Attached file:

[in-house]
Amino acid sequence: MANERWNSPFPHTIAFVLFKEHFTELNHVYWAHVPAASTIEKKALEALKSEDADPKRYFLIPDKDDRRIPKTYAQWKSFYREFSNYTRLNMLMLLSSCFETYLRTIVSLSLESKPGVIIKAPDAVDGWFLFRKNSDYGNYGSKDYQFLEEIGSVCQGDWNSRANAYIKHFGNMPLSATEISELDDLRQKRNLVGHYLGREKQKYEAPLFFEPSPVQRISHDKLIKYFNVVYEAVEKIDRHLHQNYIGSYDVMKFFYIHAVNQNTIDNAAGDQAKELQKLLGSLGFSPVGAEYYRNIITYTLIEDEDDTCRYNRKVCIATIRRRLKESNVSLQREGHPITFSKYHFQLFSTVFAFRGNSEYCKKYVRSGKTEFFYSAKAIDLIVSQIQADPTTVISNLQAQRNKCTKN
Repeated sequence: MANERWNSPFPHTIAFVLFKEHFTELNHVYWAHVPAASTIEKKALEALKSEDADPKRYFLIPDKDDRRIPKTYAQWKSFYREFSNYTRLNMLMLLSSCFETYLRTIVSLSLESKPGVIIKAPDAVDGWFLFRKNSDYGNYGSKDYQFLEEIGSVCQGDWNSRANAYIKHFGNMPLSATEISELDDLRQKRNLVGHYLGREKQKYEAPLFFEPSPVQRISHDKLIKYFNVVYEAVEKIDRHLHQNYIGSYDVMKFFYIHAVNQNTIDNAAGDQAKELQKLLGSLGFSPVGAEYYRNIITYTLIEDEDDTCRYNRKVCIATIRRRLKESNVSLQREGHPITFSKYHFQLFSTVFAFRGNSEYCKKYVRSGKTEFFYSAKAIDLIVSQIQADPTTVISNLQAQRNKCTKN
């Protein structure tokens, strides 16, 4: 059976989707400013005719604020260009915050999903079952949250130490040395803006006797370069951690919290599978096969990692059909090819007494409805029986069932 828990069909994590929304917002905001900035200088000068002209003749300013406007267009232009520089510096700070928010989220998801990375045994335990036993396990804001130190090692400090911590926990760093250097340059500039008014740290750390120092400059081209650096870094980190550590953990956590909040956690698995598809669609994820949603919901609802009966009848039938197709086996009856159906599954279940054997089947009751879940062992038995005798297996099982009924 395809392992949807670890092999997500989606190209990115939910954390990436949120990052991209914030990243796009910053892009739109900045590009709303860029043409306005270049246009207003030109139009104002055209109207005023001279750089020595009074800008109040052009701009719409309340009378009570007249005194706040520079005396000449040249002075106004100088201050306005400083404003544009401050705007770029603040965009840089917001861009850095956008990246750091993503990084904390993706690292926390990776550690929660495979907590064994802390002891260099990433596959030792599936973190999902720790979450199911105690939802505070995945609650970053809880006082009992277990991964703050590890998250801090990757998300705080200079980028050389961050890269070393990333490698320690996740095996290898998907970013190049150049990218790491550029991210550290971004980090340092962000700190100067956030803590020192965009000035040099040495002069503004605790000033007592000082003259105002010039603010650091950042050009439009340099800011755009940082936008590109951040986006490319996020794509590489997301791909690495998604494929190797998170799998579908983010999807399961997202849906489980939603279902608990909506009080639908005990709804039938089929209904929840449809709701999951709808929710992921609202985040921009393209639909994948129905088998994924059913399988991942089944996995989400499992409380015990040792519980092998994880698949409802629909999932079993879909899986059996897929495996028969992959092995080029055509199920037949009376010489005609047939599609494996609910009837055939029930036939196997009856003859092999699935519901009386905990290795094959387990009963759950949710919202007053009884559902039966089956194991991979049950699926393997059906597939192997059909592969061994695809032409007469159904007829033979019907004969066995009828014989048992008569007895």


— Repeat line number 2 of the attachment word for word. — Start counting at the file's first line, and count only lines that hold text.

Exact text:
Amino acid sequence: MANERWNSPFPHTIAFVLFKEHFTELNHVYWAHVPAASTIEKKALEALKSEDADPKRYFLIPDKDDRRIPKTYAQWKSFYREFSNYTRLNMLMLLSSCFETYLRTIVSLSLESKPGVIIKAPDAVDGWFLFRKNSDYGNYGSKDYQFLEEIGSVCQGDWNSRANAYIKHFGNMPLSATEISELDDLRQKRNLVGHYLGREKQKYEAPLFFEPSPVQRISHDKLIKYFNVVYEAVEKIDRHLHQNYIGSYDVMKFFYIHAVNQNTIDNAAGDQAKELQKLLGSLGFSPVGAEYYRNIITYTLIEDEDDTCRYNRKVCIATIRRRLKESNVSLQREGHPITFSKYHFQLFSTVFAFRGNSEYCKKYVRSGKTEFFYSAKAIDLIVSQIQADPTTVISNLQAQRNKCTKN